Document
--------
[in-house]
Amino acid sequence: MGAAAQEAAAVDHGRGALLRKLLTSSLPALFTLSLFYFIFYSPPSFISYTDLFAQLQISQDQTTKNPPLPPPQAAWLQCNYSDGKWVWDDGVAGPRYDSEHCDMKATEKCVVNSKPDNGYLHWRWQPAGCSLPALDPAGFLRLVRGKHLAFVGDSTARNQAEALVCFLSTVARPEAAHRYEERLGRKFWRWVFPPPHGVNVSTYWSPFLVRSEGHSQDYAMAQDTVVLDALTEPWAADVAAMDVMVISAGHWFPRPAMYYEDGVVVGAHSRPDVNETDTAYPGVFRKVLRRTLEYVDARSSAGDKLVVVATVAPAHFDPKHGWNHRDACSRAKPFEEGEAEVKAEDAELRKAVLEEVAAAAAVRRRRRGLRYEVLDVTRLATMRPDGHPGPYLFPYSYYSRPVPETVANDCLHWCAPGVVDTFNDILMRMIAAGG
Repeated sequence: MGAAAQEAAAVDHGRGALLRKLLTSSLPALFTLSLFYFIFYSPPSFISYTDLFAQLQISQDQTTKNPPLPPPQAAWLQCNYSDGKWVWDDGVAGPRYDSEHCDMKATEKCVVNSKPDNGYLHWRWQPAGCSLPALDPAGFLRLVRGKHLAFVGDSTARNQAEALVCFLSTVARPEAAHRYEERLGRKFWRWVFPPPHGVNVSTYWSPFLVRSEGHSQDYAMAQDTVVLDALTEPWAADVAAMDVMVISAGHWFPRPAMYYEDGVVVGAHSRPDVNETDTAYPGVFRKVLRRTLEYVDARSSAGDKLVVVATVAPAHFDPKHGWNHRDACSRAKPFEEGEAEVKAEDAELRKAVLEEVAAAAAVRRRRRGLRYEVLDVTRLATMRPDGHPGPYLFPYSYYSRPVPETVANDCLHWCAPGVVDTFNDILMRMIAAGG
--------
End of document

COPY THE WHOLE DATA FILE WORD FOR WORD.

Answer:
[in-house]
Amino acid sequence: MGAAAQEAAAVDHGRGALLRKLLTSSLPALFTLSLFYFIFYSPPSFISYTDLFAQLQISQDQTTKNPPLPPPQAAWLQCNYSDGKWVWDDGVAGPRYDSEHCDMKATEKCVVNSKPDNGYLHWRWQPAGCSLPALDPAGFLRLVRGKHLAFVGDSTARNQAEALVCFLSTVARPEAAHRYEERLGRKFWRWVFPPPHGVNVSTYWSPFLVRSEGHSQDYAMAQDTVVLDALTEPWAADVAAMDVMVISAGHWFPRPAMYYEDGVVVGAHSRPDVNETDTAYPGVFRKVLRRTLEYVDARSSAGDKLVVVATVAPAHFDPKHGWNHRDACSRAKPFEEGEAEVKAEDAELRKAVLEEVAAAAAVRRRRRGLRYEVLDVTRLATMRPDGHPGPYLFPYSYYSRPVPETVANDCLHWCAPGVVDTFNDILMRMIAAGG
Repeated sequence: MGAAAQEAAAVDHGRGALLRKLLTSSLPALFTLSLFYFIFYSPPSFISYTDLFAQLQISQDQTTKNPPLPPPQAAWLQCNYSDGKWVWDDGVAGPRYDSEHCDMKATEKCVVNSKPDNGYLHWRWQPAGCSLPALDPAGFLRLVRGKHLAFVGDSTARNQAEALVCFLSTVARPEAAHRYEERLGRKFWRWVFPPPHGVNVSTYWSPFLVRSEGHSQDYAMAQDTVVLDALTEPWAADVAAMDVMVISAGHWFPRPAMYYEDGVVVGAHSRPDVNETDTAYPGVFRKVLRRTLEYVDARSSAGDKLVVVATVAPAHFDPKHGWNHRDACSRAKPFEEGEAEVKAEDAELRKAVLEEVAAAAAVRRRRRGLRYEVLDVTRLATMRPDGHPGPYLFPYSYYSRPVPETVANDCLHWCAPGVVDTFNDILMRMIAAGG